What merchants don’t often realize is that new security holes are created frequently.  Just because your system passed a security scan last week doesn’t mean that it is still compliant this week.  You need to make sure that your IT team keeps all of your systems current on security patches and updates.   This is your best defense against hackers.

The Bottom Line

Credit Card fraud is big business, and if you have a merchant account, you are exposed to being a victim of the fraudsters.  Take the appropriate steps to ensure that you have the proper procedures and protocols in place on the actual system as well as the proper training for your staff.  Make sure that your entire staff understands the do’s and don’ts of handling credit cards and sensitive information.

———————- Slimy Fee Alert———————-

If you have a merchant account today, there’s a very high chance that you are already paying a PCI compliance fee.  These fees range from $69-$199 a year and often provide little to no value to the merchant.  Ask your merchant account provider what the fee covers and what programs they have in place for you to take advantage of.  Since you are already (willingly or unwillingly) paying this fee find out what it means for you as a merchant.  If they are unable to explain any details of the program, simply ask that they refund the fee and begin looking for a new merchant account provider as this means it is merely a “money grab” opportunity for them.  Don’t be shy because most of the companies will gladly refund the fee with no questions asked, a telltale sign that it is simply a revenue center for them.

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Some programs offered by merchant account providers can be very rewarding and offer a great wealth of online tools to assist in the education and fulfillment of PCI compliance.  Take advantage of these programs!  Not only are they a great resource, but they are also a service that you are paying for.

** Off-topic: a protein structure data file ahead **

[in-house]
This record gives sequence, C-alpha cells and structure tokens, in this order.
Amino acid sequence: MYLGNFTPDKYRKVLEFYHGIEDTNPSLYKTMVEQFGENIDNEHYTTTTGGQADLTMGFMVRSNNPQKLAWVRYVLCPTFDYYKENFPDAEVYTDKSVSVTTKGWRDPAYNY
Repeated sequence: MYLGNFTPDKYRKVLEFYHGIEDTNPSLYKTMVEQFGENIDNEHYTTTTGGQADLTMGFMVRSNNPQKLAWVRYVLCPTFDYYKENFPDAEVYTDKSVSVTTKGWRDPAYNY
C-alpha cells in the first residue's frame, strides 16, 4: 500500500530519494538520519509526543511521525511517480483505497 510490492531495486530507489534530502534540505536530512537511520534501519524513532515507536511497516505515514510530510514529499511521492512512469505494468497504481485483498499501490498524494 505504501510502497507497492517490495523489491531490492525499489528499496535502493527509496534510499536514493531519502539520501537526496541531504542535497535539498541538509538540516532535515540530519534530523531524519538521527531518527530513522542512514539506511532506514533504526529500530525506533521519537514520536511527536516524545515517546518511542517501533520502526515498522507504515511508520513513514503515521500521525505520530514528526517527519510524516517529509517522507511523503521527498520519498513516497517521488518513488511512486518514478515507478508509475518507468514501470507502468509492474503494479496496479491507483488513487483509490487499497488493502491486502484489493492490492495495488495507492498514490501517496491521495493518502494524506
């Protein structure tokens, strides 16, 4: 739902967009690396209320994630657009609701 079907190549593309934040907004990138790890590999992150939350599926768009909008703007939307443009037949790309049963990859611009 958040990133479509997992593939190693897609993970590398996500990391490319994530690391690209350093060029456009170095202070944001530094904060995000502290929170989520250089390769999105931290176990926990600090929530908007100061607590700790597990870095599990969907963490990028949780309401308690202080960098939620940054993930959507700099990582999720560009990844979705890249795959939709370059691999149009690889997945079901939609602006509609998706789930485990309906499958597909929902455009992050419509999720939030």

If after all of this you have decided not to become PCI compliant, be warned that you will start receiving a monthly “non-compliance” fee that starts at $19.99/mo.  This fee is in place to help “motivate” you to become compliant.  This fee can also be a revenue opportunity for the merchant account provider (that’s right the industry has a fee for everything).

The bottom line is to make sure that you are compliant and that your merchant account provider has your compliance on record!  Stop paying a PCI compliance fee for your merchant account if you are getting nothing in return and be proactive in securing your transactions.  If a breach occurs, no one is to blame but you and you will find yourself standing on an island watching the POS software company, gateway and processor waving goodbye as they sail away.

Three Steps for Compliance

Identify all technology and process vulnerabilities that pose risk to the security of the cardholder data that is transmitted, processed or stored by your business. Validate the compliance status of all 3rd parties involved in the transaction process. Determine your merchant level, hire a QSA (if appropriate) or complete the Self-Assessment Questionnaire.

Remediation is the process of fixing vulnerabilities- including technical flaws in software code or unsafe practices in how an organization processes or stores cardholder data. Scan your network with software tools that analyze infrastructure and spot known vulnerabilities. Review and remediation of vulnerabilities found in the on-site assessment (if applicable) or through the Self-Assessment Questionnaire process.

Regular reports are required for PCI compliance; these are submitted to the acquiring bank and global payment brands that you do business with. All merchants and processors must submit a quarterly scan report, which must be completed by PCI approved scanning company. Businesses with large flows must do an annual on-site assessment completed by a PCI approved QSA and submit the findings to each acquirer. Talk to your merchant account provider for more details.

  • 1. Assess
  • 2. Remediate
  • 3. Report